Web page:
Review: A Brazen Curiosity: A Regency Cozy

A Brazen Curiosity: A Regency Cozy audiobook cover. A woman silhouetted in white is superimposed onto a deep blue backhround with a grand country house behind it. Gold scrolling swirls frame the cover.
Duration: 7 hrs 29 mins.

A Brazen Curiosity by Lynn Messina proved to be the perfect lightweight audiobook listening during the post-Christmas downtime before the New Year, allowing me to recuperate from the demands of the season in charming company. One moment in particular made me laugh out loud, and I look forward to Bea's future adventures - for a woman as curious as she is will surely have plenty!

Though the plot feels a little like a Jane Austen themed game of Cluedo (which is impossible to avoid when one finds a corpse beside a bloodied candlestick in the library) it is highly enjoyable. As with all my favourite Regency novels, the heroine - Beatrice Hyde-Clare - is a spirited, forthright, 'blue-stocking' type, who defies the era's meek, mild, ideals and is not averse to a little sarcastic sparring with a well-placed Duke. (At times Bea reminds me of another favourite period heroine; Alexia Tarrabotti from Gail Carriger's Parasol Protectorate series.) The mystery is not a particularly demanding or tortuous one, with just enough red-herrings to keep it - and the frisson between the protagonists - simmering until the denouement.

Unfortunately, narrator Jill Smith's cut-glass English accent is unconvincing. Some of it is well done but there are enough mispronunciations that - at first - it is hard to feel as though we are hearing the character's natural voice due to the repeated reminders that it is merely an actor performing a part. The distance this creates between oneself and the protagonist meant that it took quite a while longer to settle into the story than it otherwise would. Whilst a growing (rather ironic) urge to begin throwing dinner rolls each time I heard the words 'calm' or 'penchant' mangled did help me empathise with Bea's frustrations, Smith's pronunciation of Amersham was irredeemable. Using the French pronunciation for the card game Piquet was uncomfortably anachronistic for the period, and as a fan of other Regency works I was disappointed that something so obvious was left uncorrected in its many instances. Smith does have a pleasant tone to her voice over-all, however, and adds character to many of the supporting cast of friends and relations, delivering neatly upon the atmospheric promise of a 'Regency cosy'.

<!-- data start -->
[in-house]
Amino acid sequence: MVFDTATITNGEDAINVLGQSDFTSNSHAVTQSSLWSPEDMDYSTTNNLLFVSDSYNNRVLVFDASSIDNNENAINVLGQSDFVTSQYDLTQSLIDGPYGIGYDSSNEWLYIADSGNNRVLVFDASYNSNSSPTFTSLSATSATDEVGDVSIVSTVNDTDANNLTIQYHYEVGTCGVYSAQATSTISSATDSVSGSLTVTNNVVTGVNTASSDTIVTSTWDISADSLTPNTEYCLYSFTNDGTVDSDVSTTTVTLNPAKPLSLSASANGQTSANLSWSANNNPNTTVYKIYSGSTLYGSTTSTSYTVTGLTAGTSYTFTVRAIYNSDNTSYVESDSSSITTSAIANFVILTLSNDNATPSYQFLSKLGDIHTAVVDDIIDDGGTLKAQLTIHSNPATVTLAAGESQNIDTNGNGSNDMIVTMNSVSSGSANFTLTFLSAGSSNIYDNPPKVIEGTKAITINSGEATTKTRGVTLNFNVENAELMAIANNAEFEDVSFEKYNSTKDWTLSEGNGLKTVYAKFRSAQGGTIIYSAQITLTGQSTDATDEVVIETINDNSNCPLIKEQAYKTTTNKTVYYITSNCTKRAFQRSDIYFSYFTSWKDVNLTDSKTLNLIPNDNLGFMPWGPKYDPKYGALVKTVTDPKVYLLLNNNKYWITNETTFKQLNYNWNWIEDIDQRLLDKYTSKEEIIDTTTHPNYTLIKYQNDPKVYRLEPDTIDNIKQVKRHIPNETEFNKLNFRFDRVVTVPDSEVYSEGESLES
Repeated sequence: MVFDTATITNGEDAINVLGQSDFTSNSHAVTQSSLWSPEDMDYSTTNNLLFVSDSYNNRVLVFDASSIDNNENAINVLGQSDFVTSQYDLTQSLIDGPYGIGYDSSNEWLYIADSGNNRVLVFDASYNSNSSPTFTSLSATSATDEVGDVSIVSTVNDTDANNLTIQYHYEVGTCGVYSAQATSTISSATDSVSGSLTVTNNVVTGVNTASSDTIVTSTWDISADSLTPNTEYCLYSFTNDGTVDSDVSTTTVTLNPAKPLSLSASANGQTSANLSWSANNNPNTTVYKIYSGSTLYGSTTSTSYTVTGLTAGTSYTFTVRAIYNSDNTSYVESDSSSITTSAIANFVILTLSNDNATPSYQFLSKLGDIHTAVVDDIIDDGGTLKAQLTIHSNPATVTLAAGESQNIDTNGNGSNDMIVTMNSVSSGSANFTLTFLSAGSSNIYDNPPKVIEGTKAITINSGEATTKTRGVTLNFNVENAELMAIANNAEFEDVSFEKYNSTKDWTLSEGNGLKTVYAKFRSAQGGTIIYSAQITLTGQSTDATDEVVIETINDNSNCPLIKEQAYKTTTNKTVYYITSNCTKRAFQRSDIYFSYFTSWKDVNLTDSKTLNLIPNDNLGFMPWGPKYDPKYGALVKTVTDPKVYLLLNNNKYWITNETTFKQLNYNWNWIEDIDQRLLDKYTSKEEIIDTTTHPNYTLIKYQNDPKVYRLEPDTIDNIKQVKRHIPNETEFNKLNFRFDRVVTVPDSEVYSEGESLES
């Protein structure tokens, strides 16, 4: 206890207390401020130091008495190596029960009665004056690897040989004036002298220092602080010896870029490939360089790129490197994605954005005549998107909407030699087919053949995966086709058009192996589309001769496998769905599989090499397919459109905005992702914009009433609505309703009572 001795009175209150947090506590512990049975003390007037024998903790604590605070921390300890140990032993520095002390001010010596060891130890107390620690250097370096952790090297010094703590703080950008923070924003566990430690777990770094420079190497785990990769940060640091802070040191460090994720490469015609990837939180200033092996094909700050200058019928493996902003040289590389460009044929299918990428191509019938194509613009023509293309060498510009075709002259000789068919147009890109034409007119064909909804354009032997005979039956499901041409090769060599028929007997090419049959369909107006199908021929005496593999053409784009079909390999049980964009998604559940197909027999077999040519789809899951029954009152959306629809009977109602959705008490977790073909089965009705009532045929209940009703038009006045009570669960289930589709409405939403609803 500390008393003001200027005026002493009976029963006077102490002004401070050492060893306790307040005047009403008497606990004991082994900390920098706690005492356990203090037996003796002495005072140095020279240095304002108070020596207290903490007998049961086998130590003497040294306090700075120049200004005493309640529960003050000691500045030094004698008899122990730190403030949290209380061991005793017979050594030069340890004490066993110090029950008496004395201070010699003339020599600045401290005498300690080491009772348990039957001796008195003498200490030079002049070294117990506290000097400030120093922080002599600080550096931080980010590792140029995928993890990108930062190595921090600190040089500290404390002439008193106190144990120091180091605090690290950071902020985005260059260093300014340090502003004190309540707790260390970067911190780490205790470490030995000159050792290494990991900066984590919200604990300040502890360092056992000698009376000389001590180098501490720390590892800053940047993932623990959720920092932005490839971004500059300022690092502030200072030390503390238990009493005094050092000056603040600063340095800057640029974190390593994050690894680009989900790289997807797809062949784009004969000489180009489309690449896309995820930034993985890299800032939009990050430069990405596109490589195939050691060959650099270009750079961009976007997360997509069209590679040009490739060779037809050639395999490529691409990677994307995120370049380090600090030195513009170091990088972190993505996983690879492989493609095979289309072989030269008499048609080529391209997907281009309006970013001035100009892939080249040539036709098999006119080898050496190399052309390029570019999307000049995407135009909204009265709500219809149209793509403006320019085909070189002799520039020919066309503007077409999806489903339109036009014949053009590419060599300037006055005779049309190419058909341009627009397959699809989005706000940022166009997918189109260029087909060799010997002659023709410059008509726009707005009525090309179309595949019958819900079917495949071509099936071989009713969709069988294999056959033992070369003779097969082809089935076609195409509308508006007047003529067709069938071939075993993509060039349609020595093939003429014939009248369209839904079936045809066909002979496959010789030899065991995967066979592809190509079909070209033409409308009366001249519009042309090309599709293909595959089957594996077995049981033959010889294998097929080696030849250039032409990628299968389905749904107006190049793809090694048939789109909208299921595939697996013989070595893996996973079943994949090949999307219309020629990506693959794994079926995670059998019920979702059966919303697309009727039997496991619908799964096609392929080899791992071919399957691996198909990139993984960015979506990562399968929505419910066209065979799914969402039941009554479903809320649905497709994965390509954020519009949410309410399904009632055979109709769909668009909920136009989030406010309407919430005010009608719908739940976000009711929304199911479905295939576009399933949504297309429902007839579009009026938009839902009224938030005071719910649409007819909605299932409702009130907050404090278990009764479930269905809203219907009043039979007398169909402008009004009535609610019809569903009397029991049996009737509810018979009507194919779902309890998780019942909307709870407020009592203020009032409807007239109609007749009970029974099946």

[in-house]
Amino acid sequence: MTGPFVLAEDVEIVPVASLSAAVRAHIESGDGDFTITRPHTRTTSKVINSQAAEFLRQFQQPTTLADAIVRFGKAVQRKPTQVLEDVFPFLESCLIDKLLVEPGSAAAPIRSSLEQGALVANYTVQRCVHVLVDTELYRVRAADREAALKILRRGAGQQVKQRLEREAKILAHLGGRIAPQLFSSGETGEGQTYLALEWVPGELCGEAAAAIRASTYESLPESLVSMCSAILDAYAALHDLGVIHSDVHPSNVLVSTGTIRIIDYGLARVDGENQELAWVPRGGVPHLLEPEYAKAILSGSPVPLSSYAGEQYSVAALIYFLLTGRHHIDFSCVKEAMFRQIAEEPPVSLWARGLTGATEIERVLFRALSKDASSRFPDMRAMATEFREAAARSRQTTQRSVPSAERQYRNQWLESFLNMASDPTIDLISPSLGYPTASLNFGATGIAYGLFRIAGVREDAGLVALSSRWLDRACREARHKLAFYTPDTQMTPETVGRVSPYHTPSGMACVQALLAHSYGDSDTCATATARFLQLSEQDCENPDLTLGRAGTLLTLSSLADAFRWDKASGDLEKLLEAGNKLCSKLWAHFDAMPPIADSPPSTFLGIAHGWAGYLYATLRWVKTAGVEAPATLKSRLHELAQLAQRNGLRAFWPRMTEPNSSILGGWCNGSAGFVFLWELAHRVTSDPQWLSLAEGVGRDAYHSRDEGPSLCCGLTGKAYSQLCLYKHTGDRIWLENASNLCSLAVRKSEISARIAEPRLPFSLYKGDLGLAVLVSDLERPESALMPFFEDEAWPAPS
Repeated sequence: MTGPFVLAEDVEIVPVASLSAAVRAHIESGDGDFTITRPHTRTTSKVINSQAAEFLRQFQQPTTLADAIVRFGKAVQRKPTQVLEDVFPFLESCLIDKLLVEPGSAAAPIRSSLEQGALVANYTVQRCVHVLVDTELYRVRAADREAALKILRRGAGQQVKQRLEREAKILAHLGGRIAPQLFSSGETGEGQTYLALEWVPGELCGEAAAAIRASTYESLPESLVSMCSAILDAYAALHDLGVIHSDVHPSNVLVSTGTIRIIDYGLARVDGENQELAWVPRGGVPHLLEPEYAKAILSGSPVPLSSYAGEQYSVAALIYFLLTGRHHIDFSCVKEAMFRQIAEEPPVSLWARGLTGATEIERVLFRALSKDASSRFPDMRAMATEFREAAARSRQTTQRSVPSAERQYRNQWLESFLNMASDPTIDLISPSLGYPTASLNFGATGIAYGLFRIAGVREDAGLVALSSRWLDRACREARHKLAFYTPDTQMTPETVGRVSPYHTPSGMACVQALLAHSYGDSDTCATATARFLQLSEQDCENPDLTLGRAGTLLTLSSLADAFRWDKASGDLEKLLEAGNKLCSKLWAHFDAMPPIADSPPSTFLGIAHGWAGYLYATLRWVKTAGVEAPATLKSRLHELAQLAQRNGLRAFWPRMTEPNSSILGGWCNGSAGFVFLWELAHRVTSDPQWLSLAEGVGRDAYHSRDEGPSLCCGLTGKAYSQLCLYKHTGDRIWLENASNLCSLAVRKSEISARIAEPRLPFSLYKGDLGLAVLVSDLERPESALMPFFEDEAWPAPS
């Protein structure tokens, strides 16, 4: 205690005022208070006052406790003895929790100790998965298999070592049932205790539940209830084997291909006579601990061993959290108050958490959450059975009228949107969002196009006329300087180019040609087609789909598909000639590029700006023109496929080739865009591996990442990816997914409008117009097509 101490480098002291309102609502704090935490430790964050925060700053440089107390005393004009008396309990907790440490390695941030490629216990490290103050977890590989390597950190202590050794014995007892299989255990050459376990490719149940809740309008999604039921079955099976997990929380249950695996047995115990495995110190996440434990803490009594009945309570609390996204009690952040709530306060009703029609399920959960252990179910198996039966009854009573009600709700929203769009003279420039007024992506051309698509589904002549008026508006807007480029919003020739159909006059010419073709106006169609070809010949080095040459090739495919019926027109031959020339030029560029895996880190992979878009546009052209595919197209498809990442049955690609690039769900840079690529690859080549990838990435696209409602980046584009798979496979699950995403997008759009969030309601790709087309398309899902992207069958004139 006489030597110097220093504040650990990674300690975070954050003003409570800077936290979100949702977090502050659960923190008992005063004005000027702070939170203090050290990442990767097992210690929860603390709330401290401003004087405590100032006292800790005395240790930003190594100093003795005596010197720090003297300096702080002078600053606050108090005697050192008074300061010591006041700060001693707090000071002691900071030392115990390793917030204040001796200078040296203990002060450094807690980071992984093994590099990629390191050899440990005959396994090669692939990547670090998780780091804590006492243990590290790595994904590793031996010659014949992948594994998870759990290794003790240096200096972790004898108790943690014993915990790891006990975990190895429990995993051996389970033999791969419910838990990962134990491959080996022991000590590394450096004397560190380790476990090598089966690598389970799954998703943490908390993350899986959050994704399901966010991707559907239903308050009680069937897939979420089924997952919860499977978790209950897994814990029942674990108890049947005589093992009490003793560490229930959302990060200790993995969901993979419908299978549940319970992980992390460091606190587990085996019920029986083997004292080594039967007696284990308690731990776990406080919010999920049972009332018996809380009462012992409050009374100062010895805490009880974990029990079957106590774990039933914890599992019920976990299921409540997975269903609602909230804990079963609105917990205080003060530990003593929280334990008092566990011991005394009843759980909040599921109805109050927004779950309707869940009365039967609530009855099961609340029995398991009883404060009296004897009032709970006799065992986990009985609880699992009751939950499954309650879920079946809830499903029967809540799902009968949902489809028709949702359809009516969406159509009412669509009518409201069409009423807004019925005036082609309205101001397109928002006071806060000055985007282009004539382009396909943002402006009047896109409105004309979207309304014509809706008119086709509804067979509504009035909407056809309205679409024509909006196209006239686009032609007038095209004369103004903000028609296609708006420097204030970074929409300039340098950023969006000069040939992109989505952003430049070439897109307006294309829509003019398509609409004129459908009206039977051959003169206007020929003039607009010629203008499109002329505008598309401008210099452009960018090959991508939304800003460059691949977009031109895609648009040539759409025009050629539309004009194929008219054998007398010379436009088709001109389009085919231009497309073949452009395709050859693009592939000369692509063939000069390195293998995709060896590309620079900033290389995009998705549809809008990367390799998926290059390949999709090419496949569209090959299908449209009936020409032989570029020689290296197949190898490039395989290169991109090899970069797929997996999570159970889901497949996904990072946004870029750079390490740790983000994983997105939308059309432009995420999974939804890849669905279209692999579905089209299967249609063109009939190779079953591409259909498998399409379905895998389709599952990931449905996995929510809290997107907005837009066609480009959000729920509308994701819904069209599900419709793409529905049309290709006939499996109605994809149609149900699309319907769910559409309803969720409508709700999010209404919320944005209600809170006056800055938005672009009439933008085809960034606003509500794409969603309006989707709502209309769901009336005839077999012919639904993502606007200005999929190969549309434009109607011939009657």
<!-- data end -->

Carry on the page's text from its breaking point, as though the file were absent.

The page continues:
This audiobook has all the hallmarks of a splendid period tale. It is such a shame that a more native speaker could not have been employed to bring it to life, but hopefully future novels in the series will benefit from the opportunity. (And if not, I hope the narrator will listen to a little Georgette Heyer before her next outing, to better familiarise herself with the peculiarities of Regency/Georgian language, for I feel that she would make a much more satisfying job of it with a little more preparation.) The issues with the narration were not insurmountable, and the book was strong enough to overcome them and continued to hold my attention throughout.

Despite those concerns it remained good fun, and when I was half way through the book it was with dismay that I realised my time with Miss Hyde-Clare was drawing to a close. I will certainly keep an eager eye, and ear, out for other audiobooks in this series, and heartily recommend it to anyone who enjoys genteel Regency novels and cosy mysteries.

*I received this book free of charge in exchange for an honest, unbiased review.

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